Associate Professor (Ph.D., University of California, Berkeley, 1992)
Office: SBS S-651
Interests: Modern Europe, surveillance studies and the information society, welfare and social policy, intellectual history
Surveillance and privacy are two of the primary concepts through which we seek to make sense of modernity and of a world in which virtually all forms of social interaction are now digitally mediated. They have already become—and are certain to remain—two of the most contentious policy issues of our age. I am currently working on a book entitled Surveillance, Privacy and the Politics of Personal Information in West Germany, which explores the role of personal information in the governance of modern societies, the forms of social power generated by the computerized processing of this information, and the changing meaning of privacy. I am seeking to understand the ways in which the use of personal information to manage risk and govern an unknowable future is transforming states governed by the rule of law into precautionary surveillance states. My first book, Poor Relief and Welfare in Germany from the Reformation to World War I (Cambridge, 2008) showed how the preventive social welfare programs that emerged at the turn of the century—and the Progressive conception of social citizenship they embodied—served as a bridge between deterrent poor relief and the postwar welfare state. I began my academic career as an intellectual historian of modern Europe with a dissertation on the German philosopher Wilhelm Dilthey.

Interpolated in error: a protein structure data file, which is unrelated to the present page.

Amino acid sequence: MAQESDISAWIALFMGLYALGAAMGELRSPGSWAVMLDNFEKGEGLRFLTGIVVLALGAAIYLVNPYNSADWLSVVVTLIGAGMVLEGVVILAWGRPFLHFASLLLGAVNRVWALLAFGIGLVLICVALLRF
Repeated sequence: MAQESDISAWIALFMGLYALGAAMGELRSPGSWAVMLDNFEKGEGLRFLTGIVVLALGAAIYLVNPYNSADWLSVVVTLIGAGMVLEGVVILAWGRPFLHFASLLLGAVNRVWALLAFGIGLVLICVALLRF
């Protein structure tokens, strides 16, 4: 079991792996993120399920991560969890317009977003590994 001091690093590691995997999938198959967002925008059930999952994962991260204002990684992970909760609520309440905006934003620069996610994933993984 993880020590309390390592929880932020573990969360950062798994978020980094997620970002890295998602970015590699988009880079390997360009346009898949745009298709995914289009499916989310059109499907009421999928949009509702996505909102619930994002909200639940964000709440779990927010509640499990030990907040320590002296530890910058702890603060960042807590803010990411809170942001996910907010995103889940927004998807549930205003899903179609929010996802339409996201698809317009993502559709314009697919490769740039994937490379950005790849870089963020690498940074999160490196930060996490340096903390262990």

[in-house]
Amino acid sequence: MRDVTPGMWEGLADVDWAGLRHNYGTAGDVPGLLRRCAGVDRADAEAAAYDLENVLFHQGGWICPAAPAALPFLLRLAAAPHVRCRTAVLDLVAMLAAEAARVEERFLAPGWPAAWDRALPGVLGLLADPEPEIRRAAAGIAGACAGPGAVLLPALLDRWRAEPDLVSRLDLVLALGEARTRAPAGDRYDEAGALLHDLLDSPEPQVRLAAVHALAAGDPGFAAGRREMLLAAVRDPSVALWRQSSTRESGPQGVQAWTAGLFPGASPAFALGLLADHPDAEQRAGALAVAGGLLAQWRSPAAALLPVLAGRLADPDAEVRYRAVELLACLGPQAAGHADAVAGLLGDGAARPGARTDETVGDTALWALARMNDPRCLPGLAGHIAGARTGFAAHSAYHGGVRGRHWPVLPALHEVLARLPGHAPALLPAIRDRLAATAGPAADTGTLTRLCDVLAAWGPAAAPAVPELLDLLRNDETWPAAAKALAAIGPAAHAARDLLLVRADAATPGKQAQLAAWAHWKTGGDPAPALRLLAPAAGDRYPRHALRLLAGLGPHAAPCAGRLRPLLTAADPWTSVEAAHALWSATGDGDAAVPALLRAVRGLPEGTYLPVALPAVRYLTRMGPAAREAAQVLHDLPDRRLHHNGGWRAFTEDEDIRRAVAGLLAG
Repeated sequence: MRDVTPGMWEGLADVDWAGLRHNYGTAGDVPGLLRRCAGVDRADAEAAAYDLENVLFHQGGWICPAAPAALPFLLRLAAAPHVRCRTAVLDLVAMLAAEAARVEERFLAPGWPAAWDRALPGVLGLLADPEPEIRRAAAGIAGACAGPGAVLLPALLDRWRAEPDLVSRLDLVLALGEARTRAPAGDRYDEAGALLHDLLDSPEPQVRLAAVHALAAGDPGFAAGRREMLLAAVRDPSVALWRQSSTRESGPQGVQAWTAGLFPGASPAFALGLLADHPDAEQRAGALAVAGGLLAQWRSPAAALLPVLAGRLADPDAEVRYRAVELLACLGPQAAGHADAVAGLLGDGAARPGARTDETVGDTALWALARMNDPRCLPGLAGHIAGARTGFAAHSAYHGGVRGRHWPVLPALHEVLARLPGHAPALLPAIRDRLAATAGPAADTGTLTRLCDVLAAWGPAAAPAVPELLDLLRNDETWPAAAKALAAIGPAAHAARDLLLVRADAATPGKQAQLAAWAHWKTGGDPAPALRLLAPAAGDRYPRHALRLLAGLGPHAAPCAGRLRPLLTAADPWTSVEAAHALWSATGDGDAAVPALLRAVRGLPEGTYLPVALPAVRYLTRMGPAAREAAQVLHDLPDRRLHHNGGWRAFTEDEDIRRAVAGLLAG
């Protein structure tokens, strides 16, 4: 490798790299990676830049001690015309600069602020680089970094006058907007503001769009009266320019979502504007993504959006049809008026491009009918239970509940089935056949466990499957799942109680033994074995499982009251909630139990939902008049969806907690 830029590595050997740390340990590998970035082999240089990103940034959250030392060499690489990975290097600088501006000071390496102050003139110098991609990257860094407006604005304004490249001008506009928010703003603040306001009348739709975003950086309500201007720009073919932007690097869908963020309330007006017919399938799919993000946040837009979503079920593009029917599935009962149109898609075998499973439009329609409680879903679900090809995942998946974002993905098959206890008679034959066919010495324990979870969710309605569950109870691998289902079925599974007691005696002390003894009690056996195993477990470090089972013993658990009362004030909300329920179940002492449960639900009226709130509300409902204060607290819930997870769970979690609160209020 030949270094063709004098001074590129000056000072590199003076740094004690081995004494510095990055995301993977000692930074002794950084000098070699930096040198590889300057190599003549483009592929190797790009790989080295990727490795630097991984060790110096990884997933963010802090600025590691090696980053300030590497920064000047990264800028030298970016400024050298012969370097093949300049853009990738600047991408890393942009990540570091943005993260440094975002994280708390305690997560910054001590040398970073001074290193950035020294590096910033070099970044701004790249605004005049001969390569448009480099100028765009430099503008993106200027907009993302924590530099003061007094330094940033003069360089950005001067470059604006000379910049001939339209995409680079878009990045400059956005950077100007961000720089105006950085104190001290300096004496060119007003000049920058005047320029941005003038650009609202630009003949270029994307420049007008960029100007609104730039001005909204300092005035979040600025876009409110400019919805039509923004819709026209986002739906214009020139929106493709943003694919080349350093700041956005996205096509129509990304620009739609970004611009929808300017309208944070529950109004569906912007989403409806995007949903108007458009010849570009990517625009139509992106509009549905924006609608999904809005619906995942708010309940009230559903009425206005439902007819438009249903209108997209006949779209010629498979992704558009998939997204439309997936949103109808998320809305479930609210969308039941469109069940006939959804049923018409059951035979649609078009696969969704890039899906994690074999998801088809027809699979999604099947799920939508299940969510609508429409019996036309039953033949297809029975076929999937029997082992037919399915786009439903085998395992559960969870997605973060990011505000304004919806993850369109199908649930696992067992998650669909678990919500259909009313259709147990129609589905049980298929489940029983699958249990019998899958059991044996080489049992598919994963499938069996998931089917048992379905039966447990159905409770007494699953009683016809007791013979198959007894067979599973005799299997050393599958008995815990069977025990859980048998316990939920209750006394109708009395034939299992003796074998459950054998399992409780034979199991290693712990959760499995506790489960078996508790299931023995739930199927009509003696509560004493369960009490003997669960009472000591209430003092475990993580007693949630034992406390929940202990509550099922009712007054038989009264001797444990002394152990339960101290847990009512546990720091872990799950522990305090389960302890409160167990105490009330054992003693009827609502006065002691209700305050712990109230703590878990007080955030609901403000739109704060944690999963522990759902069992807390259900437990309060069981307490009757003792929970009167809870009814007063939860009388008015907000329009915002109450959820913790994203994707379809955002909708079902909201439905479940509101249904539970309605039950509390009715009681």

• HIS 502: Modern Europe
• "'Only Sheep Let Themselves Be Counted': Privacy, Political Culture, and the 1983–87 West German Census Boycotts"
• "Population Registration, Social Planning, and the Discourse on Privacy Protection in West Germany"
• " Datenschutz, the Defense of Law, and the Debate over Precautionary Surveillance: The Reform of Police Law and the Changing Parameters of State Action in West Germany"